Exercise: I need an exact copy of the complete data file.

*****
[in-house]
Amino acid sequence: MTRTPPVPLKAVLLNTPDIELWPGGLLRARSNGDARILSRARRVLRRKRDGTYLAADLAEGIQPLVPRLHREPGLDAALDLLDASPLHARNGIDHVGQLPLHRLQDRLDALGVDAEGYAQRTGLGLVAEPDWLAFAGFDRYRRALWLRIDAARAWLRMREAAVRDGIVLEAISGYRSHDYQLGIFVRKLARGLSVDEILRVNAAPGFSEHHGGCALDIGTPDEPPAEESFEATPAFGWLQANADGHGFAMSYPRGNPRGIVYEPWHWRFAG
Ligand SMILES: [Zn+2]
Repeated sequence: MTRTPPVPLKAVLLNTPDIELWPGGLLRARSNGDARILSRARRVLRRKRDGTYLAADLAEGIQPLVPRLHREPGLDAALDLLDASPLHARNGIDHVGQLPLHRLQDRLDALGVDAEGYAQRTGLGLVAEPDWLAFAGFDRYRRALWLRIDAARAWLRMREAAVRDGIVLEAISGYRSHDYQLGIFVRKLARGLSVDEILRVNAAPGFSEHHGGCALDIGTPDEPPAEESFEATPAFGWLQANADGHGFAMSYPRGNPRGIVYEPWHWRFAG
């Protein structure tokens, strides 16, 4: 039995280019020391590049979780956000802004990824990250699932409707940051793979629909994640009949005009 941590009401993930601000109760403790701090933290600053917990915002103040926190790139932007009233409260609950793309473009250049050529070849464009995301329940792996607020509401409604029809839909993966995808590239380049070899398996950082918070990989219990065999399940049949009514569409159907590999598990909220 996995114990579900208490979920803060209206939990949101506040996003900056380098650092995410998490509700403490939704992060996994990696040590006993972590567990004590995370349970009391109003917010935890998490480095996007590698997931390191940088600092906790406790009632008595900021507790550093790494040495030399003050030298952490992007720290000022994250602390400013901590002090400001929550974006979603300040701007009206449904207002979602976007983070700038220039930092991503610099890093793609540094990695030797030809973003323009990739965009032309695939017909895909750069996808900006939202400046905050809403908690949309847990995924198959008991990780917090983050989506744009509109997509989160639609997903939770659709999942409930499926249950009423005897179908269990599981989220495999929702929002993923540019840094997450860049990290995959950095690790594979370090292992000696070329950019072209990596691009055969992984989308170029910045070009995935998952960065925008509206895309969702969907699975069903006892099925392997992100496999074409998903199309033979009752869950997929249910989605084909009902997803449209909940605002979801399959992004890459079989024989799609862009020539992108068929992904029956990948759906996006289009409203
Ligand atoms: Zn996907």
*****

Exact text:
[in-house]
Amino acid sequence: MTRTPPVPLKAVLLNTPDIELWPGGLLRARSNGDARILSRARRVLRRKRDGTYLAADLAEGIQPLVPRLHREPGLDAALDLLDASPLHARNGIDHVGQLPLHRLQDRLDALGVDAEGYAQRTGLGLVAEPDWLAFAGFDRYRRALWLRIDAARAWLRMREAAVRDGIVLEAISGYRSHDYQLGIFVRKLARGLSVDEILRVNAAPGFSEHHGGCALDIGTPDEPPAEESFEATPAFGWLQANADGHGFAMSYPRGNPRGIVYEPWHWRFAG
Ligand SMILES: [Zn+2]
Repeated sequence: MTRTPPVPLKAVLLNTPDIELWPGGLLRARSNGDARILSRARRVLRRKRDGTYLAADLAEGIQPLVPRLHREPGLDAALDLLDASPLHARNGIDHVGQLPLHRLQDRLDALGVDAEGYAQRTGLGLVAEPDWLAFAGFDRYRRALWLRIDAARAWLRMREAAVRDGIVLEAISGYRSHDYQLGIFVRKLARGLSVDEILRVNAAPGFSEHHGGCALDIGTPDEPPAEESFEATPAFGWLQANADGHGFAMSYPRGNPRGIVYEPWHWRFAG
């Protein structure tokens, strides 16, 4: 039995280019020391590049979780956000802004990824990250699932409707940051793979629909994640009949005009 941590009401993930601000109760403790701090933290600053917990915002103040926190790139932007009233409260609950793309473009250049050529070849464009995301329940792996607020509401409604029809839909993966995808590239380049070899398996950082918070990989219990065999399940049949009514569409159907590999598990909220 996995114990579900208490979920803060209206939990949101506040996003900056380098650092995410998490509700403490939704992060996994990696040590006993972590567990004590995370349970009391109003917010935890998490480095996007590698997931390191940088600092906790406790009632008595900021507790550093790494040495030399003050030298952490992007720290000022994250602390400013901590002090400001929550974006979603300040701007009206449904207002979602976007983070700038220039930092991503610099890093793609540094990695030797030809973003323009990739965009032309695939017909895909750069996808900006939202400046905050809403908690949309847990995924198959008991990780917090983050989506744009509109997509989160639609997903939770659709999942409930499926249950009423005897179908269990599981989220495999929702929002993923540019840094997450860049990290995959950095690790594979370090292992000696070329950019072209990596691009055969992984989308170029910045070009995935998952960065925008509206895309969702969907699975069903006892099925392997992100496999074409998903199309033979009752869950997929249910989605084909009902997803449209909940605002979801399959992004890459079989024989799609862009020539992108068929992904029956990948759906996006289009409203
Ligand atoms: Zn996907």